[This is a blog entry from the Girl Scout vault from early 2006. In case it seems I have an inconstant heart where Z is concerned, he was home in Zimbabwe, not being my boyfriend.]
On any given day my lesson plans look something like this:
- Discuss “Shrek” & intertextuality.
- Do that bird exercise.
- Have them write about that one article.
Right there, in a nut shell, is why I decided higher education was the place for me. If I taught in a high school, the administration would expect detailed, week-at-a-glance type lesson plans that spelled out exactly what I planned to do as well as the objective of the exercise. They want these, one assumes, so if you get hit by a garbage truck on the way to school, your class can continue without interruption.
I’ve never really wanted to be thought of as “easily replaceable,” so my lesson plans tend to be more along the lines of Post-It Notes stuck to the back of a recycled “Hello Kitty” folder. If I’m road kill, I want my students to flounder for a few weeks in memory of me.
I’m not a bad teacher–in fact, I think and annual reviews argue that I’m actually a good teacher. I know what I’m going to do. I know what the objective of the lesson is. But if I had to write it out, weeks in advance, it would no longer seem interesting or viable to me, so I’d have to think up a whole new set of things to do so I wouldn’t get bored. It’s more efficient in the long run to do Post-It Note planning on the drive to work.
Which brings me to my current dilemma.
Last week, a co-worker, poet, and friend, [that for our purposes I will now refer to as Belle, as in “the belle of Worcester, Mass” asked if I wanted to go with her to Ireland for Spring Break. She’s going to see her boyfriend. It’s a love story with a thirty-year interruption that I am particularly fond of, and Ireland has been a sort of surrogate boyfriend of mine over the last several years. In fact, the relationship is currently monogamous. Since I was just there in November for a week’s writing workshop with Hugo Hamilton, going again seems a bit extravagant. Also, I’m not sure if Belle really invited me or if I whined so much about going that she felt compelled to agree that I could tag along. Also, I’m not sure it’s ever a good idea to spend that much time with someone you are fond of but don’t know ALL that well. Also, I was raised with my mother’s axiom of “fish and company smell after three days.” So I’ve been torn. Mostly, I’ve been leaning towards doing the right thing–saving for a house I’ll never buy–and skipping the trip.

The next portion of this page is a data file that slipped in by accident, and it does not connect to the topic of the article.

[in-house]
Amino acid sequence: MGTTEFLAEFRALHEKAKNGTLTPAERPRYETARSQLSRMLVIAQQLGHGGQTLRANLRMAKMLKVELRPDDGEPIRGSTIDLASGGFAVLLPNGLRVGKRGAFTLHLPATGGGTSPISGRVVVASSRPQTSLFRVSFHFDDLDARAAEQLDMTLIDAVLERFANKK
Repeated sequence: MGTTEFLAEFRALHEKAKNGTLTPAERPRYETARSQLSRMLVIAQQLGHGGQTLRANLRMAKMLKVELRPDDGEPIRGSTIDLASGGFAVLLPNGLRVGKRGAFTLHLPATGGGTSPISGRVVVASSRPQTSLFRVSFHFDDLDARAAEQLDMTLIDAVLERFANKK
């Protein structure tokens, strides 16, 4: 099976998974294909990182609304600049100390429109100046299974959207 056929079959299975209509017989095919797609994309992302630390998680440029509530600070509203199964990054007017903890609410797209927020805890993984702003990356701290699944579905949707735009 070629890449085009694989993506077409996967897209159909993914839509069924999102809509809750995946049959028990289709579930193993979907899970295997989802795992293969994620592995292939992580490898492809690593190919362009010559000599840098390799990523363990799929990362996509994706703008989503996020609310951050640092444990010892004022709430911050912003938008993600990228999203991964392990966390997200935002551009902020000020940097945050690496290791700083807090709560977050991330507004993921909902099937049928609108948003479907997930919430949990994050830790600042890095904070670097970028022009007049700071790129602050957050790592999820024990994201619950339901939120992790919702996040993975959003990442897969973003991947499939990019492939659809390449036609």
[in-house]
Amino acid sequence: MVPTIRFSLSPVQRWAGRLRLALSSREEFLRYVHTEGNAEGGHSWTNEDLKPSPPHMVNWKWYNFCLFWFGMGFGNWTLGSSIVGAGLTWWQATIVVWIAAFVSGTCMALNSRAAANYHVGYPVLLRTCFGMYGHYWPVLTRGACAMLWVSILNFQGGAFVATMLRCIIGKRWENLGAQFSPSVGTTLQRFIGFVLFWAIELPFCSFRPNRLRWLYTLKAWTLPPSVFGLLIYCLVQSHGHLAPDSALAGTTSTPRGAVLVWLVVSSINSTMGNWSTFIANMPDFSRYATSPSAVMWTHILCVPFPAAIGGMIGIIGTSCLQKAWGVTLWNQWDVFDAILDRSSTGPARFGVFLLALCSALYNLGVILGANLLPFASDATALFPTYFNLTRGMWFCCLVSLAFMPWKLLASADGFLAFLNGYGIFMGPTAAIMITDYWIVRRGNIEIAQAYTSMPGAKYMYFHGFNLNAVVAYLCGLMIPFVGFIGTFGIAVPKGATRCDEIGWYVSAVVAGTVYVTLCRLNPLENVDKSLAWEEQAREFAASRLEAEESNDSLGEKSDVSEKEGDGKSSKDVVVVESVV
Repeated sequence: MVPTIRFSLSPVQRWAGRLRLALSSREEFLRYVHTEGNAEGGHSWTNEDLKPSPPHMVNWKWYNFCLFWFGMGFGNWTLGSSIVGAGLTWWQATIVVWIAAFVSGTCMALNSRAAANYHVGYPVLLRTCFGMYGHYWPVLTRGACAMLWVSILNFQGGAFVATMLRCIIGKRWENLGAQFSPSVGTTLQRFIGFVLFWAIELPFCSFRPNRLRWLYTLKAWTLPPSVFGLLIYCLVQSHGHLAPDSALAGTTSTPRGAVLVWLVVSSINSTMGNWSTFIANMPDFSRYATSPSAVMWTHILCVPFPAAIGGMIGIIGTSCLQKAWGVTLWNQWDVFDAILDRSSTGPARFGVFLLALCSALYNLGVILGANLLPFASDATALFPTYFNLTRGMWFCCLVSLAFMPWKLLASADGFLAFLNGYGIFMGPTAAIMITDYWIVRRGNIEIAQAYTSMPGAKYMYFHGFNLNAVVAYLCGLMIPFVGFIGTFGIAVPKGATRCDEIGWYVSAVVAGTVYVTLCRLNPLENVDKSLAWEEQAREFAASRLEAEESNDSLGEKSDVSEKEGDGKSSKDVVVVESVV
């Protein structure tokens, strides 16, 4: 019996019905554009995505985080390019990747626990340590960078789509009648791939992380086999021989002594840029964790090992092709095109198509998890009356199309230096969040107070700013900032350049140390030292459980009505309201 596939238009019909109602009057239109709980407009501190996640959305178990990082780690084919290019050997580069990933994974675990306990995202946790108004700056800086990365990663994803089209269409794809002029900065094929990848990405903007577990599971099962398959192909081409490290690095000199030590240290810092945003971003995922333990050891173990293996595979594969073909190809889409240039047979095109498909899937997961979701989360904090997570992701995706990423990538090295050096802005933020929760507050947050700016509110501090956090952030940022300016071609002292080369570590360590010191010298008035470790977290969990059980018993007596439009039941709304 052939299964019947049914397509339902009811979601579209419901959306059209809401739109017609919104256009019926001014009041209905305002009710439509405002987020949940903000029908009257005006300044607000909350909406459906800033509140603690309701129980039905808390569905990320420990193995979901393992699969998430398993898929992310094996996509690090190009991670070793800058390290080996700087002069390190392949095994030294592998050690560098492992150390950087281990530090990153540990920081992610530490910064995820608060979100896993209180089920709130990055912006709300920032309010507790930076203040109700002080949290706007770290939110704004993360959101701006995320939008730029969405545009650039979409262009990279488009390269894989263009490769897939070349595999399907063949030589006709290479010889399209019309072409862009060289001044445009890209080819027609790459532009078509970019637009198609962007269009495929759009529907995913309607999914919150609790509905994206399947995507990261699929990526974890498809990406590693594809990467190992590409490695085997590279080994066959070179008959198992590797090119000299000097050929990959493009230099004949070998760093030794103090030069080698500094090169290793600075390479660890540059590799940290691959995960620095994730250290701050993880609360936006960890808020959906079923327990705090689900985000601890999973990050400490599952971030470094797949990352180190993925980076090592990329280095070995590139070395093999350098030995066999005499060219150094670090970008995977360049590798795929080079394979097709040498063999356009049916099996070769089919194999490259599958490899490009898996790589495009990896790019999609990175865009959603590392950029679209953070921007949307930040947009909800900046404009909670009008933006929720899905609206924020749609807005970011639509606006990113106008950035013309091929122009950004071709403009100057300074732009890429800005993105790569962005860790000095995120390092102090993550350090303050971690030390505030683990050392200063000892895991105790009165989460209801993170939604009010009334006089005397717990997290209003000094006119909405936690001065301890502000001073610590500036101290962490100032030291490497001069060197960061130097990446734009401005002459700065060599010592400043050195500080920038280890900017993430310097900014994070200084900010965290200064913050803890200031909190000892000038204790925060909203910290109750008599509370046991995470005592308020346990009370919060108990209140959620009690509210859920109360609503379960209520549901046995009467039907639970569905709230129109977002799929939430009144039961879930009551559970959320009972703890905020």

But then today another co-worker who just went to Dublin brought me a copy of Hugo Hamilton’s new memoir, which won’t be available in the U.S. until September, and I read the first two pages and I started longing for Ireland. Aching. Why would I NOT go to Ireland with Belle when I’ll have free lodging, will get to explore the southern bits of the country, a place I haven’t yet been. I rushed back to my office and checked Cheaptickets.com for the fare she’d mentioned to me. It wasn’t there. It had gone up $130, which pretty much pushed it out the range of do-able.
What a non-planning dumbass I am.
She stopped by and we talked about the trip I wouldn’t be taking. The things I could have done. (It turns out there’s more to do in Waterford than just the crystal factory tour.) We stretched ourselves over my Irish road map and speculated about places I could have seen.
She distracted me from my One True Love though by asking what the deal was Friday with the visiting writer, my two-day crush.
He was flirting with you, she said.
He was? I knew I was flirting with _him_, but he was flirting with me?
Seemed like it to me, she said. He was mostly talking to you all night. He kept saying that thing about having you come down and taking you up in the chopper. I think he was flirting.
Here was me thinking my co-workers were embarrassed for me last week, flirting so pathetically with the famous writer, the author of one of the best 25 books of 2005. Here was me not knowing he was maybe flirting back. Oh, how I wished I’d have shaved my legs. Maybe I would have been bolder. Maybe, at the very least, I would have gone to Comfort Inn and pelted his windows with tiny chunks of Hoosier limestone.
There really is not any Hoosier limestone here. I said that to be poetic. I apologize.
It’s hard to live your life with no foresight. It gives you the opportunity to be spontaneous (there’s no plan to stick to), but without a plan sometimes you forget what your goals are. Fares go up, you miss a trip. Legs aren’t shaved, you miss, well, out.